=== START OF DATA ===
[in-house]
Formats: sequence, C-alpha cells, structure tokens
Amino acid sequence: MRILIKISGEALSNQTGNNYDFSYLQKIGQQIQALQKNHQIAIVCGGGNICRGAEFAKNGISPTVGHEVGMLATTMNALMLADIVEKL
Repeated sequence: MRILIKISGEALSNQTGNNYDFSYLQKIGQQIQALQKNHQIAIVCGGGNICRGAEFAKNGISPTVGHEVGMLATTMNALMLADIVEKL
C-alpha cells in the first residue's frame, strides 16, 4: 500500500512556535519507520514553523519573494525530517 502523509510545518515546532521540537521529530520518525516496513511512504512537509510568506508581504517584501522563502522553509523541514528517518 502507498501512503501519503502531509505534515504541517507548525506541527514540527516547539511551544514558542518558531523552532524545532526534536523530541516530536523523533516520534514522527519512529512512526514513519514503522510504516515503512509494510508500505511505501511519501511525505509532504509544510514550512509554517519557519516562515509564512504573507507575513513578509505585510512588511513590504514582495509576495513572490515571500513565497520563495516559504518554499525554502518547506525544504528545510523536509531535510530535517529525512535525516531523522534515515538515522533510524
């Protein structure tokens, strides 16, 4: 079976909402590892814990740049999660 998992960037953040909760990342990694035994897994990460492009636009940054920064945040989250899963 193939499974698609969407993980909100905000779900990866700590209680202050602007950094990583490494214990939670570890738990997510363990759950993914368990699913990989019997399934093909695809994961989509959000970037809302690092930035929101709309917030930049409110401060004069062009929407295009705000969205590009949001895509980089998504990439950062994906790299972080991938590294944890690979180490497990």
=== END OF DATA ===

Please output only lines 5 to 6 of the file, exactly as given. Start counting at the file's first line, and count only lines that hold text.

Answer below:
C-alpha cells in the first residue's frame, strides 16, 4: 500500500512556535519507520514553523519573494525530517 502523509510545518515546532521540537521529530520518525516496513511512504512537509510568506508581504517584501522563502522553509523541514528517518 502507498501512503501519503502531509505534515504541517507548525506541527514540527516547539511551544514558542518558531523552532524545532526534536523530541516530536523523533516520534514522527519512529512512526514513519514503522510504516515503512509494510508500505511505501511519501511525505509532504509544510514550512509554517519557519516562515509564512504573507507575513513578509505585510512588511513590504514582495509576495513572490515571500513565497520563495516559504518554499525554502518547506525544504528545510523536509531535510530535517529525512535525516531523522534515515538515522533510524
């Protein structure tokens, strides 16, 4: 079976909402590892814990740049999660 998992960037953040909760990342990694035994897994990460492009636009940054920064945040989250899963 193939499974698609969407993980909100905000779900990866700590209680202050602007950094990583490494214990939670570890738990997510363990759950993914368990699913990989019997399934093909695809994961989509959000970037809302690092930035929101709309917030930049409110401060004069062009929407295009705000969205590009949001895509980089998504990439950062994906790299972080991938590294944890690979180490497990």